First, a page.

Production values are no substitute for content and style. The second instalment of Salman Khan’s ’Tiger’ series is a longwinded and predictable sequel that leaves you yawning for less. In the previous film, there was at least one enthralling, action filled episode, every half hour, especially the one that concluded it at Havana. The movie had a political perspective on RAW and on the ISI, and showed how the two intelligence agencies were in direct competition for material and diplomatic influence in crisis situations across the world, particularly in the Middle East.
This film, on the other hand, is just the opposite. It has a touching bromance between Indian and Pakistani spies. Gone is the rivalry of Spy versus deadly Spy of yore. Tiger (Salman Khan) has bonded the secret agents of the sub-continent in order to rescue a gaggle of South Asian nurses stranded in war torn Iraq. The boys sweet talk each other about commonality in their lust for food, music and Hindi films; they wave their respective national flags from a getaway vehicle; they fantasise about how they could have won the World Cup with both Wasim Akram and Sachin Tendulkar on the same team. It is all very sweet and romantic, and the only thing missing in this boy-boy love story is a song and dance routine around cactus bushes in the deserts of Iraq.
The incident on which this rescue film is based turned out quite differently from the way it is shown. When 46 Indian nurses were stranded in a hospital in Tikrit in June of 2014, it was the frantic and secret negotiations conducted by the Indian Embassy in Baghdad that got the ISIL militants to transport the nurses safely to Mosul, and thence to freedom. Reportedly, none of the nurses were harmed or treated with disrespect. It was a success story of top class Indian diplomacy.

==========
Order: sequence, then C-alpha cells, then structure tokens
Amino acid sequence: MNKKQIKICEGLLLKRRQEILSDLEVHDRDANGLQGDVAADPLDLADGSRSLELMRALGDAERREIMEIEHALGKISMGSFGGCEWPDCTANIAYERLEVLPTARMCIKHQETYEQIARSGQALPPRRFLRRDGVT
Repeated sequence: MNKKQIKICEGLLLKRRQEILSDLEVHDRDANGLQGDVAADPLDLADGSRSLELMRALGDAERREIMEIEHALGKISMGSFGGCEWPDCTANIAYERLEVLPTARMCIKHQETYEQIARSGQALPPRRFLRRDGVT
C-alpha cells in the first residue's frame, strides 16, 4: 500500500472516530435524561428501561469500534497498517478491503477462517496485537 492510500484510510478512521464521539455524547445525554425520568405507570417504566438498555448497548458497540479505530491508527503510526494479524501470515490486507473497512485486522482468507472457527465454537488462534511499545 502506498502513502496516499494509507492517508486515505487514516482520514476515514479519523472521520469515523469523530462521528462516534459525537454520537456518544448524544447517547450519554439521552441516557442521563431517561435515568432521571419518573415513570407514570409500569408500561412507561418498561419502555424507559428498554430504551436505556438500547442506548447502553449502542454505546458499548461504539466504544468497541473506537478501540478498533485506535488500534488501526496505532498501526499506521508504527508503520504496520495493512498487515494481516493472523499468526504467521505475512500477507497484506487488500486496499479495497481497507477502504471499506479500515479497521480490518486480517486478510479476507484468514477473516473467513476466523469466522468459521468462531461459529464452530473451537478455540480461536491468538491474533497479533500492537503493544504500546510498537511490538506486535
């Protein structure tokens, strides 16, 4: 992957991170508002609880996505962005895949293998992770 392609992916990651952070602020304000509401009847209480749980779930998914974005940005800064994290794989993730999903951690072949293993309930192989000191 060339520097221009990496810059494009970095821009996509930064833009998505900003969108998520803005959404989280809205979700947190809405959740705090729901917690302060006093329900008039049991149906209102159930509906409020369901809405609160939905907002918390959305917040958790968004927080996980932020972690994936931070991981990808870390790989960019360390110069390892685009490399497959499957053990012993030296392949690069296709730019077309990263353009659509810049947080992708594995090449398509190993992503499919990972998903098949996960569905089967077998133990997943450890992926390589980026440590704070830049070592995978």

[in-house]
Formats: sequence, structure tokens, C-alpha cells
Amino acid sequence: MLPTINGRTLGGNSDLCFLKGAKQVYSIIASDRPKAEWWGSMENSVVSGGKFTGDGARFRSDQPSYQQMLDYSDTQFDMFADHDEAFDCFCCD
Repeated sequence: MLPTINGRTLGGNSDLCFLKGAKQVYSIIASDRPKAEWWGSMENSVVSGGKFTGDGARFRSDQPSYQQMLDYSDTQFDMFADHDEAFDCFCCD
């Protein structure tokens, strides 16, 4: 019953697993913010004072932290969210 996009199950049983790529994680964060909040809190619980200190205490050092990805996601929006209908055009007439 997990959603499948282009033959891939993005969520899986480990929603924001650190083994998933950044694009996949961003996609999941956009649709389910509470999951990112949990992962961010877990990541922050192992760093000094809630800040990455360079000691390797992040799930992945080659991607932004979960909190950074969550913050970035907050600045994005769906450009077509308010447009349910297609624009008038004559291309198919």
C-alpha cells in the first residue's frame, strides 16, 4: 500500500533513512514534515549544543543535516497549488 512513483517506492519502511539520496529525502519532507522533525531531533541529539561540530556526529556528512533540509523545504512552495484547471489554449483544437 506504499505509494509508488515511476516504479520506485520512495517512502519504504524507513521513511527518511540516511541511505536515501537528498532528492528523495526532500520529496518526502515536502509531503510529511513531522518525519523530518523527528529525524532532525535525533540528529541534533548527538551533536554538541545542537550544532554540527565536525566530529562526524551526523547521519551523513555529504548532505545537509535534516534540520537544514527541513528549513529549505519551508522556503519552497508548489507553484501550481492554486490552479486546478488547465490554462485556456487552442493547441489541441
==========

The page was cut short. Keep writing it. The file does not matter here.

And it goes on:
In ‘Tiger Zinda Hai’ the Chief of the ISIL in Tikrit, a man called Abu Usman (Sajjad Delafrooz), is an educated, Hindi speaking Islamist who lived in Delhi for many years, before he left for higher studies in New York. After 9/11 he was arrested for being a Muslim, and his subsequent treatment by the Americans, he says, turned him into an Iraqi freedom fighter. He is now a cold blooded fanatic and the only one in the movie with a definitive and well articulated political position. He becomes, naturally, the only villain in the movie.
But it is the heroes who are the problem. By the time you get to the first hour mark, this movie has lost its audience. Salman does his bit, but it is a collaborative mission by definition, and the film has too many good guys for its own good. In the end, there is no plot left to unravel, no mystery set to unfold, and no anticipation of a romance of the boy-girl kind. Tiger is a married man with a little boy who is now safely in India. His Pakistani wife Zoya (Katrina Kaif) is an even more deadly secret agent than himself and, once the Indo-Pakistani Co-operative Society is formed, she joins the rescue mission. You know the nurses are in safe hands.
The action sequences of the mission, particularly those executed by the athletic and svelte Katrina, are well done. But they are repetitive and metronomic. You may not know the exact version of the scene to come, but you know the tone and hue of it, and the film ends up as a crashing bore. This Christmas movie will let you down.